MONTREAL – Luka Rocco Magnotta was found guilty on Tuesday of first-degree murder and other charges in the killing and dismemberment of Jun Lin in May 2012. After the verdicts came down, lawyer Daniel Urbas read out in court the following impact statement on behalf of Lin’s father, Diran Lin:
I do not know who I am supposed to be talking to, who will listen to this or read this but I do need to say something. For me, for Lin Jun’s mother, for Lin Jun’s sister.
My brave son, smart son, laughing son, caring son, adventurous son, handsome son, strong son, popular son. Gone. And I will always miss you Lin Jun.
The night Lin Jun died, parts of many other people died in one way or another. His mother, his sister and me, his friends, Lin Feng. In one night, we lost a lifetime of hope, our futures, parts of our past.
I have trouble thinking of other things, to concentrate. Lin Jun’s mother is not right anymore, has not smiled or laughed much since May 2012 and will never work again. Lin Jun’s sister has tried to take care of her mother but she too is unable to work, is sad. She has too much responsibilities now for someone so young. I hope one day she is better.
My memories of Lin Jun do not stop at his youth but now I see those memories through his death, how he died, how he must have suffered, how humiliating his death has become with a movie, post office packages, and only the accused’s story that it was not his fault and the fault of government agents.
I know that the accused is not what Canada is about. Lin Jun loved China but was also drawn to Canada, to live in Montreal, in French. I have spent now more time in Canada and now know why my son wanted to live here.
This knowledge hurts all the more to know what my son is missing by not being alive in your country. I am troubled by knowing what his plans were, to stay here and to start a business, to live here permanently, to enjoy your language, your opportunities, your fresh air.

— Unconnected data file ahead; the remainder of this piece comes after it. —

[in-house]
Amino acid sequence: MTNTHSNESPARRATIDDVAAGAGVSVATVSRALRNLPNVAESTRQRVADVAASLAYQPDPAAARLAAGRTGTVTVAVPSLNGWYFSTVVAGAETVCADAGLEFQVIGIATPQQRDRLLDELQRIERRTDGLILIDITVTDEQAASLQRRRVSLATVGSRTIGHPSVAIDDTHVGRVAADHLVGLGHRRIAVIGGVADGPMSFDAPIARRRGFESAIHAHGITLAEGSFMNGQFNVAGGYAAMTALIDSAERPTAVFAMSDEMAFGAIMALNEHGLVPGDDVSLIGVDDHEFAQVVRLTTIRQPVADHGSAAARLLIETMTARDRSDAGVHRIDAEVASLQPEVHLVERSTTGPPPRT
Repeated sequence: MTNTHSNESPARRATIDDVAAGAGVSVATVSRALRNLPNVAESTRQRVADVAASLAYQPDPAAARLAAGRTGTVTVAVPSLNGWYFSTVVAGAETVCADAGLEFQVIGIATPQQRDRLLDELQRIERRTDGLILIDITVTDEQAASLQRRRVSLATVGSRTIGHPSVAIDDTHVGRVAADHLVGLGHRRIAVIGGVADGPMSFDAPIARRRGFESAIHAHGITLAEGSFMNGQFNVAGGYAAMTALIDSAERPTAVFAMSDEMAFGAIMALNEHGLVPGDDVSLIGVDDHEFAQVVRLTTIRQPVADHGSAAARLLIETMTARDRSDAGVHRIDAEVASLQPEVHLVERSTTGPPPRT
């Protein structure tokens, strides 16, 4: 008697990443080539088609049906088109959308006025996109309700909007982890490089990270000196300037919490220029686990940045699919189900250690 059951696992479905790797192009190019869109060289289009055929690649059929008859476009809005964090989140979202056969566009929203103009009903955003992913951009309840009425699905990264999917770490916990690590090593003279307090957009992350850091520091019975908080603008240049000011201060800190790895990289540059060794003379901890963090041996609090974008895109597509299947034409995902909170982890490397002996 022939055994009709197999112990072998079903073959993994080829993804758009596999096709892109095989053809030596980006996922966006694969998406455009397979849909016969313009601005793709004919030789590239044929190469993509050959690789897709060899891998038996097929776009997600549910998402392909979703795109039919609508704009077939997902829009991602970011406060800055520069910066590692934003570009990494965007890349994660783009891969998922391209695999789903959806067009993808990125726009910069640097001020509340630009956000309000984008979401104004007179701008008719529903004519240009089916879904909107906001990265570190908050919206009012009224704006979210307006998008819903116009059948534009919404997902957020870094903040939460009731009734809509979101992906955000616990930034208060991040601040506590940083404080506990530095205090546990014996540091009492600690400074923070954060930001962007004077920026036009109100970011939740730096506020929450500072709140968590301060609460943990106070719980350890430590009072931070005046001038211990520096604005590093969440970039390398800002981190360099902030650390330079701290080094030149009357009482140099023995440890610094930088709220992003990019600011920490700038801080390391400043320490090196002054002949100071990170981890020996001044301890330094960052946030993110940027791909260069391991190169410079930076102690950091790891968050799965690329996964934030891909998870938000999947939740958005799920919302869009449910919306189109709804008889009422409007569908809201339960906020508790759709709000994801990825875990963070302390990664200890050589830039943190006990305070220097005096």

I live each day with regret that all I now see available here will never be his, that his name will only be associated with a horrible, degrading crime. It causes me fresh pain to know that my son’s legacy is to be remembered as a victim. He not only suffered in his murder but will be humiliated for each time his name is mentioned and it hurts me deeply and will hurt me forever. It hurts me to know that my last words to him were “be careful son.” I feel bad that I was not there to warn him that night.
I will never see his smiling face on video chat or hear about his new accomplishments or hear his laugh. Lin Jun’s birthday is on December 30 and he will never be there for his birthday or ours.
In traditional Chinese culture, your child grows up to take care of you when you get old. A Chinese parent has a saying, “Having a Child Takes Care of Old Age” or “Raising a Child Prevents Loneliness in Old Age.”
He will not be there for me and Lin Jun’s mother in our old age. I turned 60 years old at the start of the trial and so did Lin Jun’s mother a few days later. We have only misery as a gift and feel pain for his little sister Mei Mei.
I thought I would be able to retire and enjoy my son being there for me, with me, to let me feel I have been a good father. His chair is empty at my home. His phone never answers. All gone. I have no ability or desire to want anything else.
I am told that the accused will receive the maximum under Canadian judicial system for one of his crimes. I appreciate the result.
I am told that a prisoner in Canada is given time to reflect on his crime, to live with the bad memories, to perhaps feel regret, to be cut off from family, to be limited in their movements. In that understanding, I think that his future sounds like mine, Lin Jun’s mother’s and Lin Jun’s sister. We are cut off from our son, and given the rest of our lives to think. We reflect on that crime, we feel regret, we have no desire to go anywhere or see people.
I am also told that for the next years, a prisoner will be housed, his bed provided, his food prepared, doctors made available and psychiatrists to listen to him and give him medication when he tells them that he feels bad.
No one will house us, feed us or provide doctors. Lin Jun will never be there for us. We do not want to tell our story because it is too sad to repeat. We cannot talk much about Lin Jun without talking about his murder. The murder has robbed us not only of Lin Jun but our ability to think and talk about him without feeling pain and shame.
I had come to see your trial system to see justice done and I leave satisfied that you have not let my son down.
I had come to learn what happened to my son that night and I leave without a true or a complete answer.
I had come to see remorse, to hear some form of apology, and I leave without anything.
— Lin Diran